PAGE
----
The first half builds up to the big pools win, with a great set of songs by Steve Brown, from solos like the wistful The Boy Next Door to rousing ensemble numbers like John Collier. By the final number, Spend Spend Spend, the amazing sight of the (mostly male) cast dressed as bunny girls and prancing around the stage brought the house down.

The second half is much more poignant, as Viv realises that money isn’t the answer. “I miss the way life used to be”, she sings as she and husband Keith (Greg Barnett) drift apart and Keith dies. All the money gets frittered away and Viv ends up working in a hairdressing salon, looked down on by the customers. Karen Mann gives us pathos by the bucketload, but there is an upbeat ending to what is really a good old-fashioned morality play. I suspect that the real Viv was not the easiest person to get on with, but the Mann/Hoiles duo make her a likeable person who is the victim of circumstances.

Among the strong cast, Graham Kent is Viv’s bruiser of a father, and Susannah van den Berg is a bundle of energy as Florrie and formidable as a bunny girl.

The versatile set made good use of the limited space and evoked a glow of 60s nostalgia. The small size of the Watermill stage can make some productions rather overpowering, but not in this case – the music, singing and particularly the dancing are so in-your-face that you can’t help being sucked in by the enthusiasm of it all.

The partnership of director and choreographer Craig Revel Horwood and musical arranger Sarah Travis once again shows their excellence at the Watermill with this outstanding production.


From the Newbury Weekly News.

This summer's winner

Craig Revel Horwood directs the raunchy musical Spend Spend Spend! at The Watermill

Spend Spend Spend!, at The Watermill, Bagnor, until August 29

Anyone who has ever hoped to win the lottery might feel differently after seeing in The Watermill's latest actor/musician production how, in 1961, real-life pools winner Viv Nicholson got rid of today's equivalent of around £5m.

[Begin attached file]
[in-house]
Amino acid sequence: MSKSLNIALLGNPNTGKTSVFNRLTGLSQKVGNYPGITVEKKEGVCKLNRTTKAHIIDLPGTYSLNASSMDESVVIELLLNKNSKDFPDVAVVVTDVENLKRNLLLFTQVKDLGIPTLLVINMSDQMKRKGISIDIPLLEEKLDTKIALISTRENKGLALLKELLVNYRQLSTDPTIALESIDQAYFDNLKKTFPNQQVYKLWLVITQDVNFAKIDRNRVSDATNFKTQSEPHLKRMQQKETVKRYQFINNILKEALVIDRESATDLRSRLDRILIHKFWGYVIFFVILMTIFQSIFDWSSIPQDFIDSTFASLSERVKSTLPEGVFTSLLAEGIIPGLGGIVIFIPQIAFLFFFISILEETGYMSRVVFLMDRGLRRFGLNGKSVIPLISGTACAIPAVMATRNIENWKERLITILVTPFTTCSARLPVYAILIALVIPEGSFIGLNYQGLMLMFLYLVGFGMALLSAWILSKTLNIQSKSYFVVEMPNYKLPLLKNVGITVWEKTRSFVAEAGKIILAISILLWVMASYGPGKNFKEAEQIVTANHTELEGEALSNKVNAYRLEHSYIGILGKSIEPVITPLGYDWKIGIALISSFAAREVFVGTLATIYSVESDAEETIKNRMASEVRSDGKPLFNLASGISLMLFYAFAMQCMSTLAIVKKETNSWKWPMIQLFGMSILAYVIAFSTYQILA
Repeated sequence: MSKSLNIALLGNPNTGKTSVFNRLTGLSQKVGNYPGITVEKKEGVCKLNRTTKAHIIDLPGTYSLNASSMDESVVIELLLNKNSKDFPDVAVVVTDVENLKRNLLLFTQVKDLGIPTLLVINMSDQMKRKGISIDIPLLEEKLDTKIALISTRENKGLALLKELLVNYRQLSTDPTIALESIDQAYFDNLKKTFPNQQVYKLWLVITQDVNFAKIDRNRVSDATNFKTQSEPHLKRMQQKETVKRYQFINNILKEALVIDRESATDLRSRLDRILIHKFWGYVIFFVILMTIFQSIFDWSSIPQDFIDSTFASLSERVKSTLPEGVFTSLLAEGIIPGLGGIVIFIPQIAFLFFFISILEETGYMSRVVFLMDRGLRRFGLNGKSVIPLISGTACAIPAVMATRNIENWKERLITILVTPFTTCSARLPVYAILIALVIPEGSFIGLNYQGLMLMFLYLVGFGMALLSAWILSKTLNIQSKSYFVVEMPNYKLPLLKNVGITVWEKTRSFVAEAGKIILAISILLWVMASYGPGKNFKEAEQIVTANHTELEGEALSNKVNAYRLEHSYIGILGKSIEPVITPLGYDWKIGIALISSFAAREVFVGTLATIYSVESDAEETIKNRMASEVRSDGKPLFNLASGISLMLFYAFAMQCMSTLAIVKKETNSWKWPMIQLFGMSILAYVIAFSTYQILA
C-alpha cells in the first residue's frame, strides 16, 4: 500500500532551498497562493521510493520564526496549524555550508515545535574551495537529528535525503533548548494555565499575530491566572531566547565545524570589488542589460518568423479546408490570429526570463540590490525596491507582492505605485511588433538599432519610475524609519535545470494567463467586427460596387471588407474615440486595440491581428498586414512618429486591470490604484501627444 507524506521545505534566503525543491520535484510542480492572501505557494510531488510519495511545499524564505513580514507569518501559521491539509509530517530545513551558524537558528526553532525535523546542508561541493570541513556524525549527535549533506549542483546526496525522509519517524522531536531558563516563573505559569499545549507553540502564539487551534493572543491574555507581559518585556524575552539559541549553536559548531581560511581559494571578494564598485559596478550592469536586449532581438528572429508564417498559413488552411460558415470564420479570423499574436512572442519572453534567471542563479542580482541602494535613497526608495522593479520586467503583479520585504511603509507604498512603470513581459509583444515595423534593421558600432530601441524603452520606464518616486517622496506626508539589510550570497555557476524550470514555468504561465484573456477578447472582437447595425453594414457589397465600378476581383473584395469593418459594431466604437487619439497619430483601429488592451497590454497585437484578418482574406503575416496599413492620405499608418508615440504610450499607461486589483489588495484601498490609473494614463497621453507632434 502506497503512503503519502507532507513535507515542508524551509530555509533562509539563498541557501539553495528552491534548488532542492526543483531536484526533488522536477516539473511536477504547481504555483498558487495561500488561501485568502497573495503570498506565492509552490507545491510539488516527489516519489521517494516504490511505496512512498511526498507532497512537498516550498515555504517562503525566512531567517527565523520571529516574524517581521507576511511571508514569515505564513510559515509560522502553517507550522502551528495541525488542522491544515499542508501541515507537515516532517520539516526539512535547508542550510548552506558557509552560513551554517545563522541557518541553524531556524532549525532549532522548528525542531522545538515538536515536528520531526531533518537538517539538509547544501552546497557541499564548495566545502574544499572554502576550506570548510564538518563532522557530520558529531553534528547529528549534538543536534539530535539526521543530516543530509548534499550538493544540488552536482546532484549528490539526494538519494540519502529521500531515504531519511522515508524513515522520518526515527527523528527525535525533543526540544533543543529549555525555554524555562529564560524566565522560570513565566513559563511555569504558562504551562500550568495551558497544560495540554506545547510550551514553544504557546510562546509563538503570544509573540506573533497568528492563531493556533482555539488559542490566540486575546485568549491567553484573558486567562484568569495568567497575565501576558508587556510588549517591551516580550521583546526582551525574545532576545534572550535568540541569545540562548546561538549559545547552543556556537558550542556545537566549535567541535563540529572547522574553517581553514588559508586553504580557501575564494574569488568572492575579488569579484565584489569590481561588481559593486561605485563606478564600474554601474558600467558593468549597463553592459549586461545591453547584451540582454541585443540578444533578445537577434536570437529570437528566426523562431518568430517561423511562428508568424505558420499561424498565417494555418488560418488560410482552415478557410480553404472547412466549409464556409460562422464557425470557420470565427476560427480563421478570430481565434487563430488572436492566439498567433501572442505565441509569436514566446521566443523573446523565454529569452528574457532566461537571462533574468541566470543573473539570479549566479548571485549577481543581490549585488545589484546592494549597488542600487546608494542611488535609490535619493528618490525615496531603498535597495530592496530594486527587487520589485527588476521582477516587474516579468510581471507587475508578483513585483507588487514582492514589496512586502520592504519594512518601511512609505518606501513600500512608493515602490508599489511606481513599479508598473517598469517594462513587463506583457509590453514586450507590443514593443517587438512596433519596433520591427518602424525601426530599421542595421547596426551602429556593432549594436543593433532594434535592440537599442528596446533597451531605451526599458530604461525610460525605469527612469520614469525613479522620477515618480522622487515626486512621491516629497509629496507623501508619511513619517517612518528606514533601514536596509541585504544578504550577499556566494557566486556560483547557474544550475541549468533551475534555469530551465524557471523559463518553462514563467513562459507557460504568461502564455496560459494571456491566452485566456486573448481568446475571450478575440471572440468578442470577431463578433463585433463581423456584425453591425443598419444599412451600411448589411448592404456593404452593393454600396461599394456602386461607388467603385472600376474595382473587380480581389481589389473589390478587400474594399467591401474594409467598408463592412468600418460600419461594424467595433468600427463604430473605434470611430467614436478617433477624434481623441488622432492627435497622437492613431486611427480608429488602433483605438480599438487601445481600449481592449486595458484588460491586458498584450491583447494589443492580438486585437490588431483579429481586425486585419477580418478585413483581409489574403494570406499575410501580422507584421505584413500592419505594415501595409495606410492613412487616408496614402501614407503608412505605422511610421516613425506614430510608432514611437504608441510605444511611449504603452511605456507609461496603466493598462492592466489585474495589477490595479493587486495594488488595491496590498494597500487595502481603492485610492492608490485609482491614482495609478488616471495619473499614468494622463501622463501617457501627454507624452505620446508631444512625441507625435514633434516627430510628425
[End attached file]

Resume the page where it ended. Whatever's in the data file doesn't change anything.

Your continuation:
The top-notch partnership of Craig Revel Horwood in charge of direction and choreography, with musical arranger Sarah Travis, turn the highs and lows of Viv's life into an entertainment which is funny, bawdy and moving in equal measure.

A giant garage door symbolises the years rolling by and initially becomes the backdrop for a beauty salon where the older Viv (Karen Mann in a blockbuster of a performance) turns narrator for her story.

Without a trace of regret she relives her past through her younger self -Kirsty Hoiles, brilliantly capturing all the aspects of the flirty, bouffant-blonde young Viv, a superb mix of Yorkshire grit, vivacity and naivety.

Beaten by her father George (Graham Kent), Viv escapes into marriage and pregnancy, but then finds her soulmate in Keith (Greg Barnett) and it is during this second marriage that, as a friend puts it "luck was a bitch, but now you're rich," and Viv announces her intention to spend the lot.

The Castleford pub crowd, having discovered that they are not getting any of the dosh, turn unfriendly and Viv begs Keith to find a place where they can hide. This turns out to be Garforth "where they eat cake with a fork", but happiness eludes the pair - and the money is running out.

The countless songs, reminiscent of the period, are a wonderful balance between the poignant - when Keith is killed in a car accident Viv pleads Who's Gonna Love Me? - the raunchy Dance of Love, and the dramatic John Collier, a testament to those who give their lives for coal, as Castleford is a mining village. What you will undoubtedly come out humming is the title tune, remembering the vibrant, dynamic dance with miners and friends alike dressed in fishnets and leotards punching out the message.

The combination of another intricate, clever set, the superb cast of actor/musicians, a pulsating exciting score and the story, far meatier than many a more frothy musical, make Spend Spend Spend! a must-see.


From The Guardian.

Four stars
Another summer, another terrific small-scale musical revival from the Watermill, directed by Craig Revel Horwood. Based on the true story of Pools winner Viv Nicholson, this rags-to-riches – and back again – tale is Cinderella with a twist, a morality tale for our own spend-today-and-pay-tomorrow age. Steve Brown and Justin Greene's 1998 musical is big and brassy like its heroine, Viv, the Yorkshire miner's wife whose husband Keith scooped in 1961 the equivalent of more than £5m. It works well here as a chamber piece performed by actor-musicians. The sense that we're watching a memory play is heightened: in the final refrain of Roll Back the Years, the elderly Viv reaches back towards her past as if remembering everything she's lost.